PS: Everything I do is improvised. All of my solo albums have been recorded live to two tracks. There’s been no mixing, no stems. It’s all just stereo recordings edited down. Live, it’s the same. I just bang everything out live on my synth. There’s no consistency, there are no tracks. I just have to cobble things together for records.

I do prepare some elements for my shows. There are sonic limitations with my synth, so I basically only have four oscillator voices, three kinds of gated noise that work as higher frequency percussion and a kick drum to work with. The sounds are all related to dance music and I have a few means of programming melodic content for the oscillators, although the patterns in which the oscillators are gated is a bit more chaotic. As I’ve developed my synthesiser, I’ve tried to enhance the rhythmic fluidity in my gear, so now I’ve got a few kinds of trigger sequencers and other modules that allow me to turn a knob, or send in some CV signal to modulate the rate of specific triggers… So things continue to get more and more fluid and live and less structurally predetermined as things develop. I am also looking at buying a CV sampler for my synth though, so… hopefully I’ll have a broader sound palette to work with sooner than later.

Have you been paying attention to the growing amount of hardware-based house and techno that’s been emerging from the States, often made, it seems, by people with backgrounds in noise or punk worlds? Do you feel much affinity between it and your own work?

PS: Well, a lot of these people I’ve played shows with over the last 10 years so I know a lot of them personally already. I’ve been playing a lot with Container, Ital and Vatican Shadow, and I like all those dudes and their music. I’ve met a few other dudes since I started playing more club-focused music and I really love Ron Morelli and what he’s doing, as well as Metasplice and Laurel Halo. There’s so much of this stuff going on right now and I’m so busy with school that I can’t really keep up, but I do pay attention and buy a crazy amount of records.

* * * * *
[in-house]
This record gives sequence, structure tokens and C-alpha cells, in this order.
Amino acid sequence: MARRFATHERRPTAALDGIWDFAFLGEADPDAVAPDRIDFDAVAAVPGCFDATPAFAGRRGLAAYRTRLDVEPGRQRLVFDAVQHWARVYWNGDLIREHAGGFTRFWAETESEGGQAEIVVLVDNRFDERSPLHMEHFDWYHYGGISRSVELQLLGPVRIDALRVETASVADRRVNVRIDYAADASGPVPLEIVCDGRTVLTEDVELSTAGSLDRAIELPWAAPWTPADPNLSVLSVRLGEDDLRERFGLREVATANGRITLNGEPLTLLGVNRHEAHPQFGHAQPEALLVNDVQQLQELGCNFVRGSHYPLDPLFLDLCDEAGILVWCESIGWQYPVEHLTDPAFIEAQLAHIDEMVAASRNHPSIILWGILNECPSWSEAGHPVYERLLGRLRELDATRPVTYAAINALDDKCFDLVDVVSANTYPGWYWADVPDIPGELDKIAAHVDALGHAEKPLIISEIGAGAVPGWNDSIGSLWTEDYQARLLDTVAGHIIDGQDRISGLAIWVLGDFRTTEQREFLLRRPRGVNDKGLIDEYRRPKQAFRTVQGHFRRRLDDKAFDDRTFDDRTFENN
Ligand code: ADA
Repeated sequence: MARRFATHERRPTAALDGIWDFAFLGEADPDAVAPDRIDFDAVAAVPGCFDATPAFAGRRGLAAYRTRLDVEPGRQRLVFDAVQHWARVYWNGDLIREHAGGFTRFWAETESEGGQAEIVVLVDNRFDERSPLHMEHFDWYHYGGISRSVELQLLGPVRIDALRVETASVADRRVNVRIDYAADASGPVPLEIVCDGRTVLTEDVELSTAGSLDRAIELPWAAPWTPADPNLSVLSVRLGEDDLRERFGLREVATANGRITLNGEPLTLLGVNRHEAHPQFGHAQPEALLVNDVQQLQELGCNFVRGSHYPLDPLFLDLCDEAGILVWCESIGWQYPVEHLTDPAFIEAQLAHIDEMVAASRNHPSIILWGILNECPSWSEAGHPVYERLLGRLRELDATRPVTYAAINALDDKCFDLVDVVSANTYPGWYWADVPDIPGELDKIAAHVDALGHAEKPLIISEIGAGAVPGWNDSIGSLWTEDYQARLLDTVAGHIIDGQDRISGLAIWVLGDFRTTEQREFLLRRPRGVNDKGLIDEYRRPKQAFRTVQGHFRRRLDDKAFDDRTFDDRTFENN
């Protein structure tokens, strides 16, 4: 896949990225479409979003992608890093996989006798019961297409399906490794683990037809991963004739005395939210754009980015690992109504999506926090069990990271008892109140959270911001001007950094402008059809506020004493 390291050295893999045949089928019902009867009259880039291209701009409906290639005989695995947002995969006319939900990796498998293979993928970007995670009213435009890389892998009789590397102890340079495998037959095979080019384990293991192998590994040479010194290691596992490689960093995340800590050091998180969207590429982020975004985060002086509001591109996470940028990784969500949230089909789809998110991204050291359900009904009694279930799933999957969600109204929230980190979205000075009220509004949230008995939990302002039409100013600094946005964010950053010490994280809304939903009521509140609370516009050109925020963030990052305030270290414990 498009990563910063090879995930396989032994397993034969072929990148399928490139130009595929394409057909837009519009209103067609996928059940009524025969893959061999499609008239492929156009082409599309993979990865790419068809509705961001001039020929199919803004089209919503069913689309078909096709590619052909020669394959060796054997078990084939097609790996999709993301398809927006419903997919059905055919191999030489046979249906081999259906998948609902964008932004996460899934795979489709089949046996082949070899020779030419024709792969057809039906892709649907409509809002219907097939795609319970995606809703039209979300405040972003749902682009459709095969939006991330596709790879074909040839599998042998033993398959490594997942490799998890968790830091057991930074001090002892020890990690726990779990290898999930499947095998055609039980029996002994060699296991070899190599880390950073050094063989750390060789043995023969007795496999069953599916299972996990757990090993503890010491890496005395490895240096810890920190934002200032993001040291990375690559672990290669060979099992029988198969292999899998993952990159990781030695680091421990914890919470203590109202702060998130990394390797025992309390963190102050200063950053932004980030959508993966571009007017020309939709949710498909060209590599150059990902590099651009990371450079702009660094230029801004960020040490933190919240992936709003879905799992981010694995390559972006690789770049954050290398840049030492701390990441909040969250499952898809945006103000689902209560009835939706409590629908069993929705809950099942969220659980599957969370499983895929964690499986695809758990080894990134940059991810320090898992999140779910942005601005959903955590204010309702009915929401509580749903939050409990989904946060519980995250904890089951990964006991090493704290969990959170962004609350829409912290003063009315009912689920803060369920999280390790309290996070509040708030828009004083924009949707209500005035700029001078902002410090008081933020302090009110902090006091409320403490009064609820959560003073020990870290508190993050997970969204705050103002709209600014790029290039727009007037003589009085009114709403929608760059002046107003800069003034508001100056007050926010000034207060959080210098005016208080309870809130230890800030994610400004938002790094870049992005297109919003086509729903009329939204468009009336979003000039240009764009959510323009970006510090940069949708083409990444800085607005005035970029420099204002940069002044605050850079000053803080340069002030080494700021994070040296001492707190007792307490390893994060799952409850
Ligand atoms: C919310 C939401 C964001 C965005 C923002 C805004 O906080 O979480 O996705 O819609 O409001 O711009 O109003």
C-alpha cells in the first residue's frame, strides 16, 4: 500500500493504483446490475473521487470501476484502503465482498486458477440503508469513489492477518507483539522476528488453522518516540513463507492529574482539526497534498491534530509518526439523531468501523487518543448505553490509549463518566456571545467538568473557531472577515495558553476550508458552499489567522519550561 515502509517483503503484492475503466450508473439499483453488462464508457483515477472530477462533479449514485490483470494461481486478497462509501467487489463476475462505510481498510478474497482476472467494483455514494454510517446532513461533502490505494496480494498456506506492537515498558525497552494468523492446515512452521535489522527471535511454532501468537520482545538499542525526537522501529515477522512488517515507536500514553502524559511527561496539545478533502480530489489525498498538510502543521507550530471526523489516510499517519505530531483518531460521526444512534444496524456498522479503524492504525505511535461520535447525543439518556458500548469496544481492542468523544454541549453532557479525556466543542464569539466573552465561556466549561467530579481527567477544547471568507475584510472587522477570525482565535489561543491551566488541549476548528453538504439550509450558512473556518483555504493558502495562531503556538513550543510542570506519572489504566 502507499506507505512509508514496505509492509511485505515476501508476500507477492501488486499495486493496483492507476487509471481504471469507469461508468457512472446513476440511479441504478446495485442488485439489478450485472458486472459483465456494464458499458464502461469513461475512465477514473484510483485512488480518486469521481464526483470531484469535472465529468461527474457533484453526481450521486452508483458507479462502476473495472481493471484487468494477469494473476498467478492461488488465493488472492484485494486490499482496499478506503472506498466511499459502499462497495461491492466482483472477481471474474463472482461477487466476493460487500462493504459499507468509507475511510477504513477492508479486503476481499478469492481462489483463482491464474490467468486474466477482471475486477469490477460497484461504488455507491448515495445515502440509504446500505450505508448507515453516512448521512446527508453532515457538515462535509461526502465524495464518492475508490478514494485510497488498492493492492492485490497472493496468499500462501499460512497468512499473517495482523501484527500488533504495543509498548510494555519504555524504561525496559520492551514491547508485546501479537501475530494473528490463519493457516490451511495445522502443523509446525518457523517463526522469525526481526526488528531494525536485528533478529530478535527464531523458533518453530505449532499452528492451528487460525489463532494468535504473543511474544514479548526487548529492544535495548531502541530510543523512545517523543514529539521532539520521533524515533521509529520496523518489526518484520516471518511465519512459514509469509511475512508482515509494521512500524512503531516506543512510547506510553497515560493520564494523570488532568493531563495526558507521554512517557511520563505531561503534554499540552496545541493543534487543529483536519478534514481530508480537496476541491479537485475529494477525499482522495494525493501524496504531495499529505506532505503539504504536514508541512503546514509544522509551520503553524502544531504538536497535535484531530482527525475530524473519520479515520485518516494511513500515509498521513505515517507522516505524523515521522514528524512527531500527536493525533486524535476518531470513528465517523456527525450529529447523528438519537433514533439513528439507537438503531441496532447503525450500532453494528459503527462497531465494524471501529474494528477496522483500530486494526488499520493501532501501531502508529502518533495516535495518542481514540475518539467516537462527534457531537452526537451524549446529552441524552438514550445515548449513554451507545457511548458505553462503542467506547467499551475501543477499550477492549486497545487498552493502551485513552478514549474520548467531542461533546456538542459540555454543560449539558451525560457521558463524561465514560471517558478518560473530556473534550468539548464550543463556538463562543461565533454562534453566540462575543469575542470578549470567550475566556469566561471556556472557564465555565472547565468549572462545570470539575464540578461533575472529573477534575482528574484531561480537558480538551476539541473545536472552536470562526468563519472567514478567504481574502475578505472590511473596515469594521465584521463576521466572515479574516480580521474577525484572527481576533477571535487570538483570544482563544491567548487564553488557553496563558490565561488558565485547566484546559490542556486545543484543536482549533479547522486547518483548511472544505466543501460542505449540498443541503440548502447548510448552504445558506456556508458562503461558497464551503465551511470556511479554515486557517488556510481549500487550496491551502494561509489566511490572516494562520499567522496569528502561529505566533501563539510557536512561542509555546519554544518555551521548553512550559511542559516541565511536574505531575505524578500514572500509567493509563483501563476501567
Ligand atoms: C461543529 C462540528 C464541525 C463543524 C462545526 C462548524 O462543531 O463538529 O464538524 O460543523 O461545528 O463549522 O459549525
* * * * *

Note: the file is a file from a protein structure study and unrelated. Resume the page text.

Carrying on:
Despite the shared history and our current shared concerns with dance music, I feel like a lot of these artists have very different things to offer, and I think that the interest in my work hasn’t diminished much because it is pretty different to a lot of these other artists. I’d like to think that what I’m doing is remaining true to my own musical history, has continuity with my work in Yellow Swans, and is as much about noise as it is about dance music.

What have you been up to since the release of Punk Authority – have you got any new releases or collaborative projects in the pipeline?

PS: I recorded Punk Authority late last year and since then I’ve been pretty deep in school and doing one-off concerts. I have the intention of working on a follow up album to Man With Potential, but I wanted to make the record in a way that’s different than MWP, so a lot of effort has gone into building up my studio, learning some Ableton basics and developing my instrument further. So, I don’t really have any big solo releases in the pipeline, but I have been working hard towards the next thing. Hopefully I’ll have an album come out next year. Maybe I’ll have a 12" come out before then. I have no idea. I just want to make a sick record at my own speed that is differentiated from Punk Authority and MWP.

I’ve been working with live multi-track recording so I can do some more intentional production and maybe bring out some clean kicks. I’m working with an engineer, Paul Corley, who has worked on records by Oneohtrix Point Never and Tim Hecker. I’m thinking this next one will actually be pretty hi-fi and will still sound jacked. I’ve been wanting to work with tape loops lately too, so maybe I’ll bring in some of that into the mix…

I’ve talked with a lot of people about collaborating and the only stuff that’s actually been recorded and is in the works, is a track I worked on with Beans and a second Beer Damage LP, In Your Faceland. Beer Damage is my duo with Brian Sullivan from Mouthus and is pretty profoundly bizarre music. Our first record was more guitar focused and this next one is a bit more synth and drum machine heavy. The closest thing I can compare it to is that Tolerance album Divin. There’s a lot of other people I’ve talked to about making records, but nothing else is really all that close.

Pete Swanson plays at Incubate Festival, Tilburg, this Saturday 21st September. For more information on the show, click here to visit the Incubate website. The Punk Authority EP is out now via Software